America has been making rapid progress towards returning to normal as we progress into 2021. Here at NC State, our very own Protect the Pack recently announced maskless opportunities and more normal protocols for the fall. During our rush to return to how things used to be, I believe that some things, like working from home, should remain.
For almost a year now, any job positions that did not have to be in person — such as finance or insurance positions, various computer jobs and management positions — have been affected by the ‘work from home’ mandate. Most people were outraged when businesses first started telling people to work from home, and my family was no exception.
When my father was first forced to leave his high-tech private office building and move into my sister’s old room, I was beyond pissed. My father and I constantly fought over things like Wi-Fi, food and the appropriate noise level inside the house. Eventually though, my dad and I fell into a rhythm. We figured out how to re-adjust and find balance and having my dad around actually became nice.
I’m sure I am not the only one in the Wolfpack community who was thrown through a loop when a family member was forced to convert their home into an office. Even faculty members here at NC State were forced to relocate. Now, as things return to how they used to be, a new wave of NC State alumni are entering the workforce, but what would be better for them, returning to the office or staying at home?
Studies on the effects of working from home find that it can actually have a wide variety of benefits for employees, such as empowering employees like my dad to find a better work-life balance. The new work structure has also shown to increase employees’ ability to improve their personal health. For example, people who work from home have more control over their diets and therefore are able to take the time to make themselves nutritious, healthy meal options instead of relying on whatever they have time to pack for the day.
Working from home has also been shown to have a positive impact on employees' mental health. FlexJobs says personalized office spaces and the decrease in traffic agitation has resulted in a noticeable decline in anxiety in employees. The environment has also had a sigh of relief from the reduction in traffic as well. FlexJobs noted that the reduced number of commuters during the pandemic avoided releasing an estimated 3 million tons of greenhouse gases and saved around $980 million in oil. Imagine how much of an impact working from home could have on the environment if we made this a normal thing.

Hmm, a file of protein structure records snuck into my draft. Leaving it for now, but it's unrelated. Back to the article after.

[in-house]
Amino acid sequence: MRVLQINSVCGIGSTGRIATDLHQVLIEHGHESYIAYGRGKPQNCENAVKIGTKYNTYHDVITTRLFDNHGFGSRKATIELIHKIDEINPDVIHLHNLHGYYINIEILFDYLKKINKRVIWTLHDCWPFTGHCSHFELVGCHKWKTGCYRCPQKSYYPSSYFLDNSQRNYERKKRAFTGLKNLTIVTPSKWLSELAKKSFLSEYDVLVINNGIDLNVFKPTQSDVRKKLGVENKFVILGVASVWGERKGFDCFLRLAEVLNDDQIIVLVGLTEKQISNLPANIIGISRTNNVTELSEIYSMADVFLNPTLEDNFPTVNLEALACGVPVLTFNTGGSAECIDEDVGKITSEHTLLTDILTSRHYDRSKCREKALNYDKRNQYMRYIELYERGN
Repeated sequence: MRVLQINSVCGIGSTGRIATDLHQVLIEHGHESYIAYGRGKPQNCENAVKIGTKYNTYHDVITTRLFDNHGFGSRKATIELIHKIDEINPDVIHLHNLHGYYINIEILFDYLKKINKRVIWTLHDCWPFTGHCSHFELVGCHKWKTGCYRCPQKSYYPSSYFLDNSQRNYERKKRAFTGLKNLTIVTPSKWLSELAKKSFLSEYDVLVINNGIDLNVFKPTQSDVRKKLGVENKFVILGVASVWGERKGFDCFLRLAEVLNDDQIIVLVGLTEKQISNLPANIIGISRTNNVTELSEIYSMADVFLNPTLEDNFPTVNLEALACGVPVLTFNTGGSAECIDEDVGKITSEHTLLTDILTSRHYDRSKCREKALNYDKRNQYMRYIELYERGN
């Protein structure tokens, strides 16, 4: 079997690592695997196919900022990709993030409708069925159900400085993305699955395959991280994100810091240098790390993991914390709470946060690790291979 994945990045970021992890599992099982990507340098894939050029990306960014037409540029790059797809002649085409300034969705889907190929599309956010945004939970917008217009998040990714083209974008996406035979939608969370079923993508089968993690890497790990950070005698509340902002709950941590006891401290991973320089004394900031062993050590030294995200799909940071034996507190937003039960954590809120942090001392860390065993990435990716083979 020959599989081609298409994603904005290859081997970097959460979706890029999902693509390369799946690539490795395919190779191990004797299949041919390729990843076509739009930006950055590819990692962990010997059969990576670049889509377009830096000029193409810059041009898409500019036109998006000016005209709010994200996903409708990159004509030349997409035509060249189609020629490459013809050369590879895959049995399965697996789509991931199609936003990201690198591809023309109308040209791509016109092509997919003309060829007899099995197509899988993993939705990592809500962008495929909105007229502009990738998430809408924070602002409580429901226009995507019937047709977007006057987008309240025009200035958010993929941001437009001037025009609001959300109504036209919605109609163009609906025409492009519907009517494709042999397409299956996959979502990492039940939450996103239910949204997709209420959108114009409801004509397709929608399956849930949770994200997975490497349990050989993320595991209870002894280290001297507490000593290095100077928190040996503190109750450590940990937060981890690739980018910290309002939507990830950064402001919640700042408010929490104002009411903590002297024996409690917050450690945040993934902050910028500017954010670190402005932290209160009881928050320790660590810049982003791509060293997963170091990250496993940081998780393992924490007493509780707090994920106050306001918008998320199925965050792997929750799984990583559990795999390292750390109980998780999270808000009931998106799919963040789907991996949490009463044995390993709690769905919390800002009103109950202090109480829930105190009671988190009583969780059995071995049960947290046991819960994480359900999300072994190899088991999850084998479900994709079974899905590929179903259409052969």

FlexJobs also argues that working from home has actually saved employees money because they no longer have to pay for various expenses like gas and parking. The employees are not the only ones benefiting from this arrangement, though. Apollo Technical found that employee productivity actually increased by 47% after starting to work from home and they actually worked the average of one more day per week than they did while in the office. So not only are employees happier, healthier and economically benefiting, but companies are as well.
What does this mean for us graduating college students and recent NC State alumni, though? Well, it means that working from home could be a less stressful and more balanced work option that is more cost effective for both us and our employers in the long run. Working from home is not all sunshine and roses, though. A research article from PLOS ONE found that working from home can actually have negative social effects on some people because it isolates them from their colleagues and reduces chances for social opportunities. Additionally, working from home takes a lot of self-discipline in order to maintain healthy work-life balances and avoid distractions.
Working from home is not everyone’s cup of tea and it surely is not the answer to all work problems, but it has been shown to have positive benefits for all involved. I believe that working from home is a serious option businesses need to consider keeping around, and if given the opportunity, graduating college students and NC State alumni should seize it before it is lost in our return to normalcy.